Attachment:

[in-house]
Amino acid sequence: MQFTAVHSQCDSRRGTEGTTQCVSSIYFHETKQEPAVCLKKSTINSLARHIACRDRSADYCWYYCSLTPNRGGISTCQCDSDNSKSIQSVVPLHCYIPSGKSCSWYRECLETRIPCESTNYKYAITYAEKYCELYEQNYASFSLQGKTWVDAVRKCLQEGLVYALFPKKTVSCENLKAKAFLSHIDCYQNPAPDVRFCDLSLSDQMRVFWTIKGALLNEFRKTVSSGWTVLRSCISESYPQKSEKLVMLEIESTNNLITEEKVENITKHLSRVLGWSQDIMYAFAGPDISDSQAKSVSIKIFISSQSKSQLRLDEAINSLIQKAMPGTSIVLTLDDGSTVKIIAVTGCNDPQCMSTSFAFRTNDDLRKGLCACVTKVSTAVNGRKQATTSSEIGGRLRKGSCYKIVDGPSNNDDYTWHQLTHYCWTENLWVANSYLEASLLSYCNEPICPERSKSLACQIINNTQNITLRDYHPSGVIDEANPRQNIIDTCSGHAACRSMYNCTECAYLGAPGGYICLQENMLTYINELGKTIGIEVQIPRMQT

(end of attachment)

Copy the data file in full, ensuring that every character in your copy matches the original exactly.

[in-house]
Amino acid sequence: MQFTAVHSQCDSRRGTEGTTQCVSSIYFHETKQEPAVCLKKSTINSLARHIACRDRSADYCWYYCSLTPNRGGISTCQCDSDNSKSIQSVVPLHCYIPSGKSCSWYRECLETRIPCESTNYKYAITYAEKYCELYEQNYASFSLQGKTWVDAVRKCLQEGLVYALFPKKTVSCENLKAKAFLSHIDCYQNPAPDVRFCDLSLSDQMRVFWTIKGALLNEFRKTVSSGWTVLRSCISESYPQKSEKLVMLEIESTNNLITEEKVENITKHLSRVLGWSQDIMYAFAGPDISDSQAKSVSIKIFISSQSKSQLRLDEAINSLIQKAMPGTSIVLTLDDGSTVKIIAVTGCNDPQCMSTSFAFRTNDDLRKGLCACVTKVSTAVNGRKQATTSSEIGGRLRKGSCYKIVDGPSNNDDYTWHQLTHYCWTENLWVANSYLEASLLSYCNEPICPERSKSLACQIINNTQNITLRDYHPSGVIDEANPRQNIIDTCSGHAACRSMYNCTECAYLGAPGGYICLQENMLTYINELGKTIGIEVQIPRMQT